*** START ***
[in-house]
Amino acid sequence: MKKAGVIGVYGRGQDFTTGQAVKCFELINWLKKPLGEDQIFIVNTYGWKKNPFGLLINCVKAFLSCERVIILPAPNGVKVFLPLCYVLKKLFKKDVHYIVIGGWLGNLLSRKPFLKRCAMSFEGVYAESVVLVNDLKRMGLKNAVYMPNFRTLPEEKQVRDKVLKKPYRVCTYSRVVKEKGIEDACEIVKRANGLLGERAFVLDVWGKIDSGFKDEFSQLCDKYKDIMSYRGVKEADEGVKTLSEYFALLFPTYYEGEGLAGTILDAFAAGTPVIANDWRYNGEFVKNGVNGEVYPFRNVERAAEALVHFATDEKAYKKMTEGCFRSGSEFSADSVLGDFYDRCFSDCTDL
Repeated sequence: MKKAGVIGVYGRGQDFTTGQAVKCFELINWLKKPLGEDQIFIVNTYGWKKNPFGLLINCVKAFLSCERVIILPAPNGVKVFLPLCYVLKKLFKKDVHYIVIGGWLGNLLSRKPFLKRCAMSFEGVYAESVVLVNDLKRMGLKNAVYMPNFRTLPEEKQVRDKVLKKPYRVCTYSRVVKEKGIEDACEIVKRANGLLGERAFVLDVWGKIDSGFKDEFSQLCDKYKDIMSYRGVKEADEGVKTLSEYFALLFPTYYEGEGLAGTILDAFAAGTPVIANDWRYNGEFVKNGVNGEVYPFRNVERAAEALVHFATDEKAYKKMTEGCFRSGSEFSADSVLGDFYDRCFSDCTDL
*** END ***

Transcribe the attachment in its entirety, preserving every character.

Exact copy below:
[in-house]
Amino acid sequence: MKKAGVIGVYGRGQDFTTGQAVKCFELINWLKKPLGEDQIFIVNTYGWKKNPFGLLINCVKAFLSCERVIILPAPNGVKVFLPLCYVLKKLFKKDVHYIVIGGWLGNLLSRKPFLKRCAMSFEGVYAESVVLVNDLKRMGLKNAVYMPNFRTLPEEKQVRDKVLKKPYRVCTYSRVVKEKGIEDACEIVKRANGLLGERAFVLDVWGKIDSGFKDEFSQLCDKYKDIMSYRGVKEADEGVKTLSEYFALLFPTYYEGEGLAGTILDAFAAGTPVIANDWRYNGEFVKNGVNGEVYPFRNVERAAEALVHFATDEKAYKKMTEGCFRSGSEFSADSVLGDFYDRCFSDCTDL
Repeated sequence: MKKAGVIGVYGRGQDFTTGQAVKCFELINWLKKPLGEDQIFIVNTYGWKKNPFGLLINCVKAFLSCERVIILPAPNGVKVFLPLCYVLKKLFKKDVHYIVIGGWLGNLLSRKPFLKRCAMSFEGVYAESVVLVNDLKRMGLKNAVYMPNFRTLPEEKQVRDKVLKKPYRVCTYSRVVKEKGIEDACEIVKRANGLLGERAFVLDVWGKIDSGFKDEFSQLCDKYKDIMSYRGVKEADEGVKTLSEYFALLFPTYYEGEGLAGTILDAFAAGTPVIANDWRYNGEFVKNGVNGEVYPFRNVERAAEALVHFATDEKAYKKMTEGCFRSGSEFSADSVLGDFYDRCFSDCTDL